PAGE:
Lawsuit Indicates Cartiva Synthetic Cartilage Implant (SCI) Led to Restrictions in Use of Big Toe

Cartiva SCI manufacturers knew about the high rates of complications linked to the big toe implant, but failed to warn the medical community or patients, according to the complaint.

A West Virginia man has filed a product liability lawsuit, indicating that Cartiva synthetic cartilage implant (SCI) not only failed to alleviate his big toe arthritis problems, but also left him with severely limited movement of the toe, which has resulted in pain and stress on other joints.

The complaint (PDF) was filed by Bryan Hughes in the U.S. District Court for the Southern District of West Virginia on November 20, pursuing damages from the toe implant manufacturers, including Cartiva, Inc., Wright Medical Group and Stryker.

The Cartiva Synthetic Cartilage Implant is a molded cylindrical implant made of polyvinyl alcohol-based hydrogel (PVA), which has been promoted as a revolutionary toe implant since it was introduced. However, concerns have emerged about alarming toe implant failure rates, which have caused patients to experience widespread complications, including reports of severe toe pain, loosening, fracture and other problems, often resulting in the need for a surgery to fuse the big toe.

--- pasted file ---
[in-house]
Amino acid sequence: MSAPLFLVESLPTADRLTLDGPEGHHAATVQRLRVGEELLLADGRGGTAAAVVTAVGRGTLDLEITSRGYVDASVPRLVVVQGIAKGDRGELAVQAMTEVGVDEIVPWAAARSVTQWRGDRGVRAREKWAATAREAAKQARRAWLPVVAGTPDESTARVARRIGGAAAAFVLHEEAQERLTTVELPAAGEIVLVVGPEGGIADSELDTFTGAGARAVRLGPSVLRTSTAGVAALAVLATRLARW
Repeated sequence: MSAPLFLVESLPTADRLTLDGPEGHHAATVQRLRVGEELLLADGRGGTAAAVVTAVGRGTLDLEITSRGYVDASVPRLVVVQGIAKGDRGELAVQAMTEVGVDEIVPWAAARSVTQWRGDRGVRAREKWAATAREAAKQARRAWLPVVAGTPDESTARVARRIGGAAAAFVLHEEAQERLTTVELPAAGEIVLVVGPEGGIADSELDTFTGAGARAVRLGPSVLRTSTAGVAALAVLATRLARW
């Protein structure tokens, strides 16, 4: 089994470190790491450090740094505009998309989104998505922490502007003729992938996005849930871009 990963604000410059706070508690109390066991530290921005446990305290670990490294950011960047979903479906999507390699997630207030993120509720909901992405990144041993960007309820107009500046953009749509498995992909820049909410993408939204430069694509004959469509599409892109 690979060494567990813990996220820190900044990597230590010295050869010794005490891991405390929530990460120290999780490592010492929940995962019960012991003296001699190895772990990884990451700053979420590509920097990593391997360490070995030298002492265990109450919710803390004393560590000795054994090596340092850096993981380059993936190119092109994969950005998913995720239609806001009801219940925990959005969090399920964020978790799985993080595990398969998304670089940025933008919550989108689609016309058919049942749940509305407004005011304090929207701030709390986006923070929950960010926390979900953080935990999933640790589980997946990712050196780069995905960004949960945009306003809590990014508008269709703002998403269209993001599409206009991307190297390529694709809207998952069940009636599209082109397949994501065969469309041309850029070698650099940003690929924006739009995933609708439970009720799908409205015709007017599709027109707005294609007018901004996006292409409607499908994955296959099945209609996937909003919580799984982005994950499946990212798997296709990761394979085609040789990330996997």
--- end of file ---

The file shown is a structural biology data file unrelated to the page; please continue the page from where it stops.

As a result of an alleged failure to accurately disclose these risks, the manufacturers now face a growing number Cartiva SCI lawsuits brought by patients who indicate that they have been left with worse foot problems, which could have been avoided with other treatment options.

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Cartiva Lawsuits

Lawyers are reviewing Cartiva lawsuits for individuals who experienced complications after receiving the toe implant. Settlement benefits may be available.


Hughes indicates that his doctors implanted a 10mm Cartiva SCI in September 2019, after he was diagnosed with hallux rigidis and capsulitis, which result in pain and stiffness in the big toe and foot.